Evidence is mounting up that the Windows Kernel has a severe vulnerability that is already being exploited by hackers. Microsoft claims the bug is now being actively exploited by the Russian hacking group –  ‘Strontium’.

BetaNews has explained that the group have also gone under various other names too – widely known as ‘Fancy Bear’. This is the same group previously cited as a ‘Russian state actor’, indicating some kind of approval from Russian’s administration. Whether blessed by the Russian authorities or not, the attacks have involved targeting spear phishing against a subset of Windows users. Microsoft have not provided the details of who makes up the group, which doesn’t do very much to comfort potentially affected users!


But are Microsoft solely to blame? Should they have fixed this exploit much earlier?
At the end of October, Google, in accordance to their disclosure timeline for ‘active vulnerabilities’ with Microsoft, the cooperate giant has  publicly detailed a list of vulnerabilities detected in both Adobe’s Flash and Microsoft’s Windows platform. This came after a week of internal discussion with both companies. Microsoft had not yet released a broad fix to this issue, however, they did say in a statement that one was currently being internally tested. This is to be rolled out to all relevant Windows platforms on November 8.

Microsoft are not happy that Google released their statement on the vulnerability before they could address the issue.

Microsoft have claimed that by Google releasing the vulnerability they have breached data publicly before it was ready. According to Terry Myerson  (executive vice president of Windows and Devices Group ) he believes responsible technology industry participation puts the customer first, and requires coordinated vulnerability disclosure.  He went on to say: “Google’s decision to disclose these vulnerabilities before patches are broadly available and tested is disappointing, and puts customers at increased risk,”

Mountain View’s move “puts customers at potential risk” since more people now know that there’s a new vulnerability they can exploit: They also made a public statement saying ”We believe in coordinated vulnerability disclosure, and today’s disclosure by Google puts customers at potential risk” Windows is arguably the only platform with a customer commitment to investigate reported security issues and proactively update impacted devices as soon as possible.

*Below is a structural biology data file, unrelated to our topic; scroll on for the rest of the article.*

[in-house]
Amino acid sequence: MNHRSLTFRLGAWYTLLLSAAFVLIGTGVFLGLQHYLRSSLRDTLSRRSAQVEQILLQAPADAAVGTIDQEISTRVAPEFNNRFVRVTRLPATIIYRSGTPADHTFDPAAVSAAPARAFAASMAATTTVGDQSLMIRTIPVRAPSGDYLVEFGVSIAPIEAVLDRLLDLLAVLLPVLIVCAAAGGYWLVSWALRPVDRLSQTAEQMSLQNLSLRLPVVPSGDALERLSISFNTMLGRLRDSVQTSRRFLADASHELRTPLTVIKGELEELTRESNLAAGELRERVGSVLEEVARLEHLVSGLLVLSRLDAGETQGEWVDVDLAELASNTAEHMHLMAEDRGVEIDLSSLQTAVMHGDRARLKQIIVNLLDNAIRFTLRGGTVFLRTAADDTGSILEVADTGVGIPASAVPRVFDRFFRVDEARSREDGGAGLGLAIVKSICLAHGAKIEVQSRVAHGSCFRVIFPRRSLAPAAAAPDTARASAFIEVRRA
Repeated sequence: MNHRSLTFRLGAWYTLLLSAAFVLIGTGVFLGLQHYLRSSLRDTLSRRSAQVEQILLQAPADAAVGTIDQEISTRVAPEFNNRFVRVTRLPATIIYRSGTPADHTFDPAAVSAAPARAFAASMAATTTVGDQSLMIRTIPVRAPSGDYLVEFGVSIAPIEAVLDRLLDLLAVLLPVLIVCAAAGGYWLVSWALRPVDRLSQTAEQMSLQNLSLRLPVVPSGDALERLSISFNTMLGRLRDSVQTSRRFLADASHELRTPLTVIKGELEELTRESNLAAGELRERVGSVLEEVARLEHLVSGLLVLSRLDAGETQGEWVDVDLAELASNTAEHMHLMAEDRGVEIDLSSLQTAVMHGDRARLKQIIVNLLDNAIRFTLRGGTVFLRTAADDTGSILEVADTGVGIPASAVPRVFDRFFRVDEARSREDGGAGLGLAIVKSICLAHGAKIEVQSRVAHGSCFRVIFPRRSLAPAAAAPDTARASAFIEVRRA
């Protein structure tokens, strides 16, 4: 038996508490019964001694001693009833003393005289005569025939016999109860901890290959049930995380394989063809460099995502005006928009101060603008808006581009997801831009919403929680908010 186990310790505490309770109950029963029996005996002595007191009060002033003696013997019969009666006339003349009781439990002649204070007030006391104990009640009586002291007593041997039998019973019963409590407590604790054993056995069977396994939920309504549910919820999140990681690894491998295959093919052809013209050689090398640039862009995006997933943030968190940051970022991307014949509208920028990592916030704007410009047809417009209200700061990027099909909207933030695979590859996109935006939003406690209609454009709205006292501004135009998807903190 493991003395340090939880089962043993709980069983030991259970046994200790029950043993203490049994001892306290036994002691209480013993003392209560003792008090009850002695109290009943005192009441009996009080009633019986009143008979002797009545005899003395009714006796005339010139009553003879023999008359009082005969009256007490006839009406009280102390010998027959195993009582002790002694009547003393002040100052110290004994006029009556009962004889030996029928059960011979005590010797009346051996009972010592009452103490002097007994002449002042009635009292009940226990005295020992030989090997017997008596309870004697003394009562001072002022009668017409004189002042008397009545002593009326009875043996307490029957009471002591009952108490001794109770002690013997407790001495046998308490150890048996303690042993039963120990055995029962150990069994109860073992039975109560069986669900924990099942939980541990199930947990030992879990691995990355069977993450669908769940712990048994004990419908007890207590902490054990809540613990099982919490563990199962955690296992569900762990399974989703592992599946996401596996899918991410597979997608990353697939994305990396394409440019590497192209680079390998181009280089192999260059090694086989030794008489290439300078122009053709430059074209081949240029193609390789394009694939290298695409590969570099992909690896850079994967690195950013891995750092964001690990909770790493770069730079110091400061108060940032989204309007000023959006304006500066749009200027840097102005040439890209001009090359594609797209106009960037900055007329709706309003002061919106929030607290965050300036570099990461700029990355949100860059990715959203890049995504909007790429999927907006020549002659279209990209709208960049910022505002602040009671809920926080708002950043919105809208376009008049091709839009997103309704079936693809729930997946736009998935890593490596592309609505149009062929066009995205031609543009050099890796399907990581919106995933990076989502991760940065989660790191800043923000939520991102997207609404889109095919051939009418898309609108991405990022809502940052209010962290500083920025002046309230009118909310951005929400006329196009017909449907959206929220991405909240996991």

Despite criticism Google maintains that it gave Microsoft plenty of time to respond to the news. Neel Mehta and Billy Leonard of Google’s Threat Analysis Group reports submitting a warning to both Adobe and Microsoft over zero-day vulnerabilities discovered in Adobe Flash and Windows.

The report was provided to both companies on October 21 and Adobe immediately responded on October 26 with an update to Flash. So are Microsoft to blame, should they have addressed the vulnerability earlier? After all, are customers not entitled to be aware that the software they are using has vulnerabilities? Perhaps it is consumers who should take more responsibility for their computers to be up to date.
The real problem is, according to Google, that unpatched Windows flaw is “being actively exploited.”
In Microsoft’s defense VentureBeat have defended Microsoft, and have  said it’s a lot easier to come up with a fix for Flash than for a full operating system. Ten days might not have been enough time at all for Microsoft to address the problem. Redmond’s statement to VB echoes the one it issued way back 2015 when Google exposed another flaw a bit too soon.
In spite of this Google have said they reported the vulnerabilities because of the company’s existing policy for actively exploited critical vulnerabilities. The policy states that Google will disclose any vulnerabilities merely seven days after reporting it to the developer.

What can you do as a consumer to avoid the errors?
Microsoft clarified to VB, though, that the Flash bug is needed in order to exploit the Windows flaw. So make sure to update Flash if you haven’t done so in the past few weeks while waiting for Microsoft to release a patch. Microsoft have recommended customers use Windows 10 and the Microsoft Edge browser for the best protection.

Although Microsoft didn’t state as such, customers who use the Chrome browser should not see a problem either, as its “sandbox” capability blocks calls to a core Windows component (win32k.sys) by taking advantage of a lockdown feature built into Windows. This will prevent hackers from using the newly discovered vulnerability to escape the browser’s sandbox environment.

For any computer geeks who would like to know more about what has caused the vulnerability: The Windows vulnerability is a local privilege escalation in the Windows kernel that can be used as a security sandbox escape. This can be triggered via the win32k.sys system call NtSetWindowLongPtr() for the index GWLP_ID on a window handle with GWL_STYLE set to WS_CHILD.”